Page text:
GRAMMY and Dove Awards-winning band Jars of Clay celebrates 20 years of music this year with a special, fan-curated retrospective double-album of re-recorded favorites and two new songs, appropriately named 20. The 20-song recording is on the band’s own Gray Matters label with distribution through Tone Tree and is available now at iTunes, Amazon.com and everywhere great music is sold.
In the 20 years since Dan Haseltine, Stephen Mason, Charlie Lowell and Matthew Odmark released their debut album Frail, Jars of Clay sold millions of albums and received GRAMMY, American Music and Dove Awards and nominations, 16 No. 1 songs and major television and film song placements, while also appearing on all the major late night talk shows and entertainment magazines. During the journey, the band has always leaned forward and focused on what their next creative endeavor could be. Each new album has pushed off in a new direction from the previous one, showing a trend of transformation that has become a calling card of the band. With 20, they now have taken a moment to look back over what they’ve created.
“This has been the most extended period of time that we’ve been able to musically reflect on what we’ve done over the last twenty years,” summarizes rhythm guitarist Odmark.
Remakes of earlier songs and movies often fall short of evoking the same spark that made them popular in the first place, but Jars of Clay have discovered rich treasures hidden in previous works during their two-decade career. By allowing the fans to say which songs they would do and allowing themselves to decide how they would do them, balancing out the essence of the original version with where the band is now, the adventurous 20 ends up feeling both nostalgic and new, simultaneously looking back and facing forward.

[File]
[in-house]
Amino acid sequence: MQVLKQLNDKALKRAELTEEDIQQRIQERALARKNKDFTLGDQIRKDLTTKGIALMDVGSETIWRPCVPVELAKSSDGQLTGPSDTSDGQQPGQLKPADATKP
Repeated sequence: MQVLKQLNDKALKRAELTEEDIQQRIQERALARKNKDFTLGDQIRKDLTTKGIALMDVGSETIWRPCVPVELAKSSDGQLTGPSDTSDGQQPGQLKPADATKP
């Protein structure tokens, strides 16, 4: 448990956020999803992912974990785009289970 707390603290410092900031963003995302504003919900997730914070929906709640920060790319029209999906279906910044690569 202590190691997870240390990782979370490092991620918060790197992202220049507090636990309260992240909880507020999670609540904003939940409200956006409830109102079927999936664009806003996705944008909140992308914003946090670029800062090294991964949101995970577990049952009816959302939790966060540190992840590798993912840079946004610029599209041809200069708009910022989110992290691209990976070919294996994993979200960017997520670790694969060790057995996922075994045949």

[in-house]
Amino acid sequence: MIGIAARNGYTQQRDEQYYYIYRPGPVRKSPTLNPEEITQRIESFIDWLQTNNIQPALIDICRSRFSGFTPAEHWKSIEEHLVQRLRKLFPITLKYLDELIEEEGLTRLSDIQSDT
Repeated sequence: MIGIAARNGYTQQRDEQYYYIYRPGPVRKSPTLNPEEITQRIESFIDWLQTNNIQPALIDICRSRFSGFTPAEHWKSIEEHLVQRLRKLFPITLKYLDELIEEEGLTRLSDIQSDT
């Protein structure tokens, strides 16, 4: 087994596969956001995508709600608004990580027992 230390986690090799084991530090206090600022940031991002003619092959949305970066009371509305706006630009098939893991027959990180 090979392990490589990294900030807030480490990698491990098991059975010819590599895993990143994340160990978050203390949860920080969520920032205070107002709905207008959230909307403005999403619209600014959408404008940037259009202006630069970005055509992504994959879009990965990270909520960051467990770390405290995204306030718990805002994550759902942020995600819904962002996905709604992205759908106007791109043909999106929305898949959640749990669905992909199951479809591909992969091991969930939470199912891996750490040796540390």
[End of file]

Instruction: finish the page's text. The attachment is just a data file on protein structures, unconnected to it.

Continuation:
“There is weight attached to a collection of songs that people who have spent 20 years with us have chosen. It’s sacred space,” says lead vocalist Haseltine.
A few of the fans’ selections surprised the band, not having played some of them in ten years. Many were deep-track selections that didn’t garner as much radio play but cut to the heart of fans.
“There were some songs that were surprisingly hitting a real strong emotional chord in me because I had missed them the first time around,” admits multi-instrumentalist Mason.
Many of the band’s remakes received a “sonic sprucing up” that reflects the current ethos of the band. The original version of “God Will Lift Up Your Head,” for example, now sports a punk rock energy, with jazz flavored polyrhythmic drum-and-bass grooves. Conversely, Jars of Clay’s original, acoustic driven “Love Song,” has a more relaxed, airy feel with stark piano chords and a cinematic string section.
Jars of Clay’s 20 also treats fans to a reprise of guest vocalists. Singer-songwriter Ashely Cleveland revisits the song “Jealous Kind,” while Mancy Pendergrass sings on “Worlds Apart.”
The two new songs in this retrospective album are “Ghost on the Moon” and “If You Love Her,” birthed from the band’s experiences working with Blood:Water Mission, an organization they founded in 2004 that has raised more than $22 million to help fight AIDS/HIV and the water crises in Africa.